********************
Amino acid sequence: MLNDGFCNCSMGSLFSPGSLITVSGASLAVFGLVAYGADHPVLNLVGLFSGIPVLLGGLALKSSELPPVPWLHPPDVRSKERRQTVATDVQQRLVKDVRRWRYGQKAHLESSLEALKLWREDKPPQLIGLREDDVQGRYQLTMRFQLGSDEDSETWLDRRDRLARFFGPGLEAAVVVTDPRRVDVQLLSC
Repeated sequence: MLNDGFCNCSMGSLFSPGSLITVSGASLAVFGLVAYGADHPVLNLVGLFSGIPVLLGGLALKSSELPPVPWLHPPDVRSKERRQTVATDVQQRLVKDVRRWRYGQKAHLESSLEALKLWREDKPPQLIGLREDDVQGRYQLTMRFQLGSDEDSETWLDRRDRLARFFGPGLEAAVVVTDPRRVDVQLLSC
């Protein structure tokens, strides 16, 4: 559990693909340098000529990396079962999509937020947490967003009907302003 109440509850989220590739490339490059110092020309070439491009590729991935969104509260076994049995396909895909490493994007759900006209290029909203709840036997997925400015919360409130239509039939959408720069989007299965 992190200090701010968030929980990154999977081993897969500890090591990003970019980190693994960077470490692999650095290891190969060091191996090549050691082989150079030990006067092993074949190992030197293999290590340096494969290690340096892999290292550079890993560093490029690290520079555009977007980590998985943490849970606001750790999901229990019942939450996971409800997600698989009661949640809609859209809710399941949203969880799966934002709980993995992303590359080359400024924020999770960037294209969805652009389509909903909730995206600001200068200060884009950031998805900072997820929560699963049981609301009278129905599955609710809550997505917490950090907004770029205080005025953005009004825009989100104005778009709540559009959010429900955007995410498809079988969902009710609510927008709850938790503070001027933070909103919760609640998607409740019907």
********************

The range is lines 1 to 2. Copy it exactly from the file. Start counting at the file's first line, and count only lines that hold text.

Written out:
Amino acid sequence: MLNDGFCNCSMGSLFSPGSLITVSGASLAVFGLVAYGADHPVLNLVGLFSGIPVLLGGLALKSSELPPVPWLHPPDVRSKERRQTVATDVQQRLVKDVRRWRYGQKAHLESSLEALKLWREDKPPQLIGLREDDVQGRYQLTMRFQLGSDEDSETWLDRRDRLARFFGPGLEAAVVVTDPRRVDVQLLSC
Repeated sequence: MLNDGFCNCSMGSLFSPGSLITVSGASLAVFGLVAYGADHPVLNLVGLFSGIPVLLGGLALKSSELPPVPWLHPPDVRSKERRQTVATDVQQRLVKDVRRWRYGQKAHLESSLEALKLWREDKPPQLIGLREDDVQGRYQLTMRFQLGSDEDSETWLDRRDRLARFFGPGLEAAVVVTDPRRVDVQLLSC